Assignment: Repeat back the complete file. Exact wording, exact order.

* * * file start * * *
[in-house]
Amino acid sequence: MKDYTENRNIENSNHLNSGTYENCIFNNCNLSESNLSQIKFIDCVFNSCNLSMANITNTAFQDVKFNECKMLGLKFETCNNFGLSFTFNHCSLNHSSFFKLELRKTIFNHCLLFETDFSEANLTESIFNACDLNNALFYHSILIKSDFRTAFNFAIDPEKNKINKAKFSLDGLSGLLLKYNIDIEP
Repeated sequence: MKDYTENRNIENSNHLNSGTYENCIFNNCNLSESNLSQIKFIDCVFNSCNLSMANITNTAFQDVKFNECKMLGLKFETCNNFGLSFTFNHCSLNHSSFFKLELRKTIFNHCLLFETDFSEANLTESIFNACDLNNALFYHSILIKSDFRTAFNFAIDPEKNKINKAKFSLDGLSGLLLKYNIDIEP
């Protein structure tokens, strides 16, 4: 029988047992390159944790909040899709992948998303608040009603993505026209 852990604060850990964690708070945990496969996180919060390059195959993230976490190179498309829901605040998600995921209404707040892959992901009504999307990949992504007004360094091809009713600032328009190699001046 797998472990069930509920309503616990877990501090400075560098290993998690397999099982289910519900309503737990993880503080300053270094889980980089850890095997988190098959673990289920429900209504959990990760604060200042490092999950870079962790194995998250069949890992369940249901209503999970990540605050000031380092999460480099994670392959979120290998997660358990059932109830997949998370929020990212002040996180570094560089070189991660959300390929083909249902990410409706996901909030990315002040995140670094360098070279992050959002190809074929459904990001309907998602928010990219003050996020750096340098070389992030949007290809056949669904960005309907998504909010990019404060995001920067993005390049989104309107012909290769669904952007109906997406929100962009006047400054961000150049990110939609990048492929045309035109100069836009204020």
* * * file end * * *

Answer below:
[in-house]
Amino acid sequence: MKDYTENRNIENSNHLNSGTYENCIFNNCNLSESNLSQIKFIDCVFNSCNLSMANITNTAFQDVKFNECKMLGLKFETCNNFGLSFTFNHCSLNHSSFFKLELRKTIFNHCLLFETDFSEANLTESIFNACDLNNALFYHSILIKSDFRTAFNFAIDPEKNKINKAKFSLDGLSGLLLKYNIDIEP
Repeated sequence: MKDYTENRNIENSNHLNSGTYENCIFNNCNLSESNLSQIKFIDCVFNSCNLSMANITNTAFQDVKFNECKMLGLKFETCNNFGLSFTFNHCSLNHSSFFKLELRKTIFNHCLLFETDFSEANLTESIFNACDLNNALFYHSILIKSDFRTAFNFAIDPEKNKINKAKFSLDGLSGLLLKYNIDIEP
């Protein structure tokens, strides 16, 4: 029988047992390159944790909040899709992948998303608040009603993505026209 852990604060850990964690708070945990496969996180919060390059195959993230976490190179498309829901605040998600995921209404707040892959992901009504999307990949992504007004360094091809009713600032328009190699001046 797998472990069930509920309503616990877990501090400075560098290993998690397999099982289910519900309503737990993880503080300053270094889980980089850890095997988190098959673990289920429900209504959990990760604060200042490092999950870079962790194995998250069949890992369940249901209503999970990540605050000031380092999460480099994670392959979120290998997660358990059932109830997949998370929020990212002040996180570094560089070189991660959300390929083909249902990410409706996901909030990315002040995140670094360098070279992050959002190809074929459904990001309907998602928010990219003050996020750096340098070389992030949007290809056949669904960005309907998504909010990019404060995001920067993005390049989104309107012909290769669904952007109906997406929100962009006047400054961000150049990110939609990048492929045309035109100069836009204020």